However, publications on Borneo, especially in the international outlets, have been contested between local and foreign perspectives. On many occasions, the locals view foreign intellectuals, especially those being labelled ‘Western’, as being confined by their own perspectives or assumptions which may not accurately reflect the realities on the ground. The question is then how a new, objective, and locally-sensitive lens may be forged to provide a fresh approach to understanding complex development issues in Borneo.

Being pro-active in educating the global and local communities

Perhaps, it might be beneficial for Borneo to be more pro-active in creating platforms that cater to educating the diverse regional and international communities. Publications, exhibitions, seminars, workshops, and other forms of dissemination through platforms like state libraries could be useful to enable both global and local communities to learn from the diversity of Bornean experiences. These may further encourage edu- and eco-tourism, providing an opportunity for local communities to benefit from the interactions with visitors.

Borneo’s newfound attention presents a unique opportunity for the island to leave a lasting mark in the history of human civilisation. The island has much to offer. A better understanding about the island will also prevent unnecessary confusions and conflicts.

Ultimately, these will pave the way for more productive collaborations between global and local communities to harness the island’s potential for regional development and climate change mitigation. Personally, I feel grateful for the chance to publish a book about Borneo. Hopefully, there are more platforms to further contribute to connecting perspectives, sharing knowledge, and bridging gaps.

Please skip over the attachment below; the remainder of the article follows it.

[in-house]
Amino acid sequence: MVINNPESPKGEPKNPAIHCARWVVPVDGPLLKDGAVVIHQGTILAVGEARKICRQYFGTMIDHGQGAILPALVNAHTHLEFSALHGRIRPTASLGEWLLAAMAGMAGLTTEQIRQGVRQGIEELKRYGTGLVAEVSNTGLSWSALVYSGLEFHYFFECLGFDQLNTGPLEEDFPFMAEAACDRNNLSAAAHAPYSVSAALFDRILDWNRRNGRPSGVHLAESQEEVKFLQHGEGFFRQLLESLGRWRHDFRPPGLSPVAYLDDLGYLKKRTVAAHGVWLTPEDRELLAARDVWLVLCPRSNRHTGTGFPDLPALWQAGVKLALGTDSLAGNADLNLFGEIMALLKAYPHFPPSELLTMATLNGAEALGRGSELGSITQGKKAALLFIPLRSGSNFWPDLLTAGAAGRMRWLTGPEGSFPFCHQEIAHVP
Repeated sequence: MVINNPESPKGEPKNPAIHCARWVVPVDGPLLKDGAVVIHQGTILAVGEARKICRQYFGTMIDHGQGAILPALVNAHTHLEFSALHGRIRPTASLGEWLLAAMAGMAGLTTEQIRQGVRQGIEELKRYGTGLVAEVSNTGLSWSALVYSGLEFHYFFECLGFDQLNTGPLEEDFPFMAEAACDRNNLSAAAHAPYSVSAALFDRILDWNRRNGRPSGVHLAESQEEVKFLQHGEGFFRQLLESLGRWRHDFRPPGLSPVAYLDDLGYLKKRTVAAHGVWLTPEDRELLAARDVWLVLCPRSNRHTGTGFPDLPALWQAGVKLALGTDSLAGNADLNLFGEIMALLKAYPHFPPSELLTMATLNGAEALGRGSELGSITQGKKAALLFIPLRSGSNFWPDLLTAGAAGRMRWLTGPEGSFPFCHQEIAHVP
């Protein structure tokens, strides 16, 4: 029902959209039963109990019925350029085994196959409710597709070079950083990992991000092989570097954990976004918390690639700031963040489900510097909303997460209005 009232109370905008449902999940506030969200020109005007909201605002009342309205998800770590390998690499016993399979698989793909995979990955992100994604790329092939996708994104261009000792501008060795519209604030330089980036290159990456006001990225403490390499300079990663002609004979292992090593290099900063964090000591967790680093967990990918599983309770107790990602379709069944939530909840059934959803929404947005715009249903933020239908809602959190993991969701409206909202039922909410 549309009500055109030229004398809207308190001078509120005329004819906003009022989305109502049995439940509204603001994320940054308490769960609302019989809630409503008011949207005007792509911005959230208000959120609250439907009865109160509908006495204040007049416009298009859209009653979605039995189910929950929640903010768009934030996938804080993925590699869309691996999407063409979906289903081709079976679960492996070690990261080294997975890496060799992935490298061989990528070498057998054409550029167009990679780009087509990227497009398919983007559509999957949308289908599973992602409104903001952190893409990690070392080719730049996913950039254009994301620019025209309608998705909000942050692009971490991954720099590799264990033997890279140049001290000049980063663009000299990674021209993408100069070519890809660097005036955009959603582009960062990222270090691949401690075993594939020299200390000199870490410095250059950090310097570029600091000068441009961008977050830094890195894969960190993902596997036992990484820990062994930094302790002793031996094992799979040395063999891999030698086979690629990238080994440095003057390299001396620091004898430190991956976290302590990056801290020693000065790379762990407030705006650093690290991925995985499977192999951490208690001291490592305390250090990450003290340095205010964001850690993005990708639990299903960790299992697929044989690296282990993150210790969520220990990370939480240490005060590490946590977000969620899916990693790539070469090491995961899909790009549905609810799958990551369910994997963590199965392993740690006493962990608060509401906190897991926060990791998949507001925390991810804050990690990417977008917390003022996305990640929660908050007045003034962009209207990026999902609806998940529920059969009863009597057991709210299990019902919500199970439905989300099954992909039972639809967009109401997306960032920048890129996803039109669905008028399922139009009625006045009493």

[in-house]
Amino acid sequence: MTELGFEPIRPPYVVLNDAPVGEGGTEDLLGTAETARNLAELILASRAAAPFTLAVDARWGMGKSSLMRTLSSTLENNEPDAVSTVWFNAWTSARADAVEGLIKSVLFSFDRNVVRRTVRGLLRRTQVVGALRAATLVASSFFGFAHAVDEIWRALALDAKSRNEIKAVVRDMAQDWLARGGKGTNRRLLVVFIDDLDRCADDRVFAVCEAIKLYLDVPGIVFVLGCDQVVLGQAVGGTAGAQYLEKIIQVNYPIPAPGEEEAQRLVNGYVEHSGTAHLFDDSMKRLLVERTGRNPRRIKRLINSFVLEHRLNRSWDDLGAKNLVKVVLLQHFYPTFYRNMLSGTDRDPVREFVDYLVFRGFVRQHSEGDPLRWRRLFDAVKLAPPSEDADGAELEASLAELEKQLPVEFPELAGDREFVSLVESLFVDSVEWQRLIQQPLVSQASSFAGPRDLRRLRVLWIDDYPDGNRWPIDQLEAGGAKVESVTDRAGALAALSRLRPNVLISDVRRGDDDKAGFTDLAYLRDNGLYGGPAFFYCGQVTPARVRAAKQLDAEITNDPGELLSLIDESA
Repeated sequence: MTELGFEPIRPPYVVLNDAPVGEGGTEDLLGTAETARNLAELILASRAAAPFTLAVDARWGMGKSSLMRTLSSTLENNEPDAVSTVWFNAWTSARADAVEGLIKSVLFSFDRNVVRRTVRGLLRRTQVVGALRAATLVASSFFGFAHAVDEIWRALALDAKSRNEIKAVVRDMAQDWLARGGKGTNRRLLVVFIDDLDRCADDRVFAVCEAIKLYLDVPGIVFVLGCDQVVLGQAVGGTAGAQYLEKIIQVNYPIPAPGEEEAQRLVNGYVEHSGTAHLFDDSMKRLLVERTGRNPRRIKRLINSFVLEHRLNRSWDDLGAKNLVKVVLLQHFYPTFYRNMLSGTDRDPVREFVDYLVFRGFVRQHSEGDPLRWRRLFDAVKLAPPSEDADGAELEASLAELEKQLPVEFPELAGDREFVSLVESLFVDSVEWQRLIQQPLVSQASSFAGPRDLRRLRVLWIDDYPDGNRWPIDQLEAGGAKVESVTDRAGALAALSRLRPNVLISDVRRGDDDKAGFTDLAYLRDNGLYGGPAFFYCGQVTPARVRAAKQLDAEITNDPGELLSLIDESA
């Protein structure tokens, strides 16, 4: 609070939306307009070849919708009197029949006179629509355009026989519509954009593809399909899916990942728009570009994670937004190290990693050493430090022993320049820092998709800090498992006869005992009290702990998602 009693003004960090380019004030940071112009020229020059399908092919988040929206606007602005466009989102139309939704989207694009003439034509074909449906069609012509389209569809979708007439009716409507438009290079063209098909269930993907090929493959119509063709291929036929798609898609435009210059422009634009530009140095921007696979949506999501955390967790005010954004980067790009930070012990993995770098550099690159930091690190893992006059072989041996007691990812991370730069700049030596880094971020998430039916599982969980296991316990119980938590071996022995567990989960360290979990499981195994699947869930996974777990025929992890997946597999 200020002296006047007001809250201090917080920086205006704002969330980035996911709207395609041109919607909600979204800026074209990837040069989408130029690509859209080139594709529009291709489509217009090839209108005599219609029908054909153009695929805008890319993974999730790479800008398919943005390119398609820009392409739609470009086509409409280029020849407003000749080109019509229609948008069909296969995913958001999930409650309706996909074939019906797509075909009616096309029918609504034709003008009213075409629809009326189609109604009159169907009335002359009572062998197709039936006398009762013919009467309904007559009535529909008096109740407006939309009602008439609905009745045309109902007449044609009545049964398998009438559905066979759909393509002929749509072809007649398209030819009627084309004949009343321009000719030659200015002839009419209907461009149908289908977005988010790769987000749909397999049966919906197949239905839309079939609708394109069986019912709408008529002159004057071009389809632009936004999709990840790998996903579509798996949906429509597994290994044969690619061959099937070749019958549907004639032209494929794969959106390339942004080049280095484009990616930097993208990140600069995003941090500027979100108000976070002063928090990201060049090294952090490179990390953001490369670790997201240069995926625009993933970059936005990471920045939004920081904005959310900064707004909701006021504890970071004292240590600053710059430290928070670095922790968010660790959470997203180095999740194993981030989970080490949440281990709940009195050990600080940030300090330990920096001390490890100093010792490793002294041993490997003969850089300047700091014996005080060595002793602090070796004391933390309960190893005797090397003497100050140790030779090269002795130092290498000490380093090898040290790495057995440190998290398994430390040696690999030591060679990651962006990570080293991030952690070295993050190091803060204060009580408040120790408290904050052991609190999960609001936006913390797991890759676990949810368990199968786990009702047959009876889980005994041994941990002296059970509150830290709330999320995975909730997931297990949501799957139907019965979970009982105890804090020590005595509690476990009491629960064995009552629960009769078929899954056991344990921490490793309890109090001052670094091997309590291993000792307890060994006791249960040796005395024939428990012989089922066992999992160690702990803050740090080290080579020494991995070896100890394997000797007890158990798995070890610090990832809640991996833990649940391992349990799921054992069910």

Borneo’s fantasy tales?

Having thoroughly enjoyed the exhibits and attractions that the museum had to offer, we concluded our visit with some delicious cakes and coffee at the museum’s café. The experience was truly memorable, and I would highly recommend this museum to anyone visiting Kuching.

“Papa, I was thinking, wouldn’t it be cool if we could have a treasure hunt game in the museum with mobile apps, like the one we played at the Sarawak Cultural Village?” He made it his mission to collect as many of the ‘treasures’ listed as possible during our trip to Santubong and took the time to read each and every description.

“That would be amazing! Maybe more than that? How about stories like Lord of the Rings, but set in Borneo?”

“Imagine the adventures we could have, with mythical creatures and legendary heroes!” He got a bit too excited.

Well, who knows, maybe some geeks will write it one day. Looking forward to it!

Dr Goh Chun Sheng is a researcher at Harvard University. He is interested in exploring sustainable development in both Malaysian and Indonesian Borneo.

His book, ‘Transforming Borneo: From Land Exploitation to Sustainable Development’, was recently published by ISEAS – Yusof Ishak Institute in Singapore.